ActRIIB (activin receptor type-2B) is an activin receptor subtype constitutively expressed in the whole body, playing a role in cellular proliferation, differentiation, and metabolism. For its various physiological activities, ActRIIB interacts with activin and multiple other ligands including myostatin (MSTN), growth differentiation factor 11 (GDF11), and bone morphogenetic protein 9 (BMP9). Notably, the protein-protein interaction (PPI) between ActRIIB and MSTN negatively controls muscular development. Therefore, this PPI has been targeted for effective treatment of muscle degenerative diseases such as muscular dystrophy and sarcopenia. Here, we report the identification of ligand-selective peptidic ActRIIB-antagonists by phage display technology. Our peptides bound to the extracellular domain of ActRIIB, inhibited PPIs between ActRIIB expressed on the cell surface and its ligands, and subsequently suppressed activation of Smad that serves as the downstream signal of the ActRIIB pathway. Interestingly, these peptidic antagonists displayed different ligand selectivities; the AR2mini peptide inhibited multiple ligands (activin A, MSTN, GDF11, and BMP9), AR9 inhibited MSTN and GDF11, while AR8 selectively inhibited MSTN. This is the first report of artificial peptidic ActRIIB-antagonists possessing ligand-selectivity.

  3. Genome-wide identification of GLABRA3 downstream genes for anthocyanin biosynthesis and trichome formation in Arabidopsis.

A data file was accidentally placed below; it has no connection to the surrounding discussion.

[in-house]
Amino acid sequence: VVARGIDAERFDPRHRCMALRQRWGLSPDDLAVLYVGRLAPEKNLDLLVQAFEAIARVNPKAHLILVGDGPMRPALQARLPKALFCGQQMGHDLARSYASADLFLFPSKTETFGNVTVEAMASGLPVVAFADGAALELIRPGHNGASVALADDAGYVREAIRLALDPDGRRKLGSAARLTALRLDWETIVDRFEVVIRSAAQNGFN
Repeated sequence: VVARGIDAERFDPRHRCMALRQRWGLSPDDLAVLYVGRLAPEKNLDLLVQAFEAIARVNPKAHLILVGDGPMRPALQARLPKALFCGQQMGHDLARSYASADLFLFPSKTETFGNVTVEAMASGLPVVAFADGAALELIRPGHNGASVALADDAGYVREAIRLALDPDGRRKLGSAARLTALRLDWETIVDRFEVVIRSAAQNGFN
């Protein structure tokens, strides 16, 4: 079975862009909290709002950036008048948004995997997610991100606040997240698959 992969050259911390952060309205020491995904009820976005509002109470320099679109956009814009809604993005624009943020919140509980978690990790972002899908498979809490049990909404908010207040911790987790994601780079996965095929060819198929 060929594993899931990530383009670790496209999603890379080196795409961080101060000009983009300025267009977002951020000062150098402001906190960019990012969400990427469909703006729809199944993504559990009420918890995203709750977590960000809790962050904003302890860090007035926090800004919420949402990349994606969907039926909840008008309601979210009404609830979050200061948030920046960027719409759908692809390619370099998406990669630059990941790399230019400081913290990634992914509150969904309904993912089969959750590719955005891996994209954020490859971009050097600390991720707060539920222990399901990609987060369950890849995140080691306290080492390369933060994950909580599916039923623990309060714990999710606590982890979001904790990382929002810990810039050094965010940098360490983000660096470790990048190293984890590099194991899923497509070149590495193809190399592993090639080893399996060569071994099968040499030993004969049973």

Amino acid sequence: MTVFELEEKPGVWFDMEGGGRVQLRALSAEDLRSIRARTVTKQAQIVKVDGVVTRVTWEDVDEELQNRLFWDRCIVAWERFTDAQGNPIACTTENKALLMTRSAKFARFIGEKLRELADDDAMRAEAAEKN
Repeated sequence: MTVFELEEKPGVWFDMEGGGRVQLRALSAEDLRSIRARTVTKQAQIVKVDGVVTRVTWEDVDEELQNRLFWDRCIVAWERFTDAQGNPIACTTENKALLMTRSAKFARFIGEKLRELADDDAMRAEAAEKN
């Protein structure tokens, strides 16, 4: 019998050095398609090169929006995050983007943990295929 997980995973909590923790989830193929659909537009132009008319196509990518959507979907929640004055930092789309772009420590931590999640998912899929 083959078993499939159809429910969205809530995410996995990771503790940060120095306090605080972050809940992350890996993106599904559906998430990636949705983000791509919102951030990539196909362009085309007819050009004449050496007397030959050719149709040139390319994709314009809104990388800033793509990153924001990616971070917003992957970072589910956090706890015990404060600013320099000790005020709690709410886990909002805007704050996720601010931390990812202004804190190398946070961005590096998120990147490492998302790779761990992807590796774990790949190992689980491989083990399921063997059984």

Science.gov (United States)

    Gao, Chenhao; Li, Dong; Jin, Changyu; Duan, Shaowei; Qi, Shuanghui; Liu, Kaige; Wang, Hanchen; Ma, Haoli; Hai, Jiangbo; Chen, Mingxun

    2017-04-01

    GLABRA3 (GL3), a bHLH transcription factor, has previously proved to be involved in anthocyanin biosynthesis and trichome formation in Arabidopsis, however, its downstream targeted genes are still largely unknown. Here, we found that GL3 was widely present in Arabidopsis vegetative and reproductive organs. New downstream targeted genes of GL3 for anthocyanin biosynthesis and trichome formation were identified in young shoots and expanding true leaves by RNA sequencing. GL3-mediated gene expression was tissue specific in the two biological processes. This study provides new clues to further understand the GL3-mediated regulatory network of anthocyanin biosynthesis and trichome formation in Arabidopsis. Copyright © 2017 Elsevier Inc. All rights reserved.

  4. An experimental study on the flow stabilization in the downstream region of a butterfly-type valve

    Energy Technology Data Exchange (ETDEWEB)

    Park, S.W. [Kumoh National University of Technology Graduate School, Kumi (Korea); Lee, S.W. [Kumoh National University, Kumi (Korea)

    2000-11-01

    A flow stabilizer, which is made of a honeycomb and three different mesh screens, is located downstream of a butterfly-type valve, for the reduction of flow disturbances behind the valve. Mean flow and turbulence measurements as well as flow visualizations are conducted in the downstream region of the flow stabilizer. The result shows that the honeycomb reduces the secondary flow significantly, but deepens the non-uniformity of the streamwise velocity component and turbulence. The mesh screens considerably reduce the turbulence and enhance the uniformity of mean velocities. The combination of the honeycomb and three mesh screens results in an efficient reduction in the flow disturbances. In addition, the flow stabilizer proves to have a good performance in the suppression of turbulence at a short distance. (author). 20 refs., 9 figs.

  5. Behavior, passage, and downstream migration of juvenile Chinook salmon from Detroit Reservoir to Portland, Oregon, 2014–15

    Science.gov (United States)

    Kock, Tobias J.; Beeman, John W.; Hansen, Amy C.; Hansel, Hal C.; Hansen, Gabriel S.; Hatton, Tyson W.; Kofoot, Eric E.; Sholtis, Matthew D.; Sprando, Jamie M.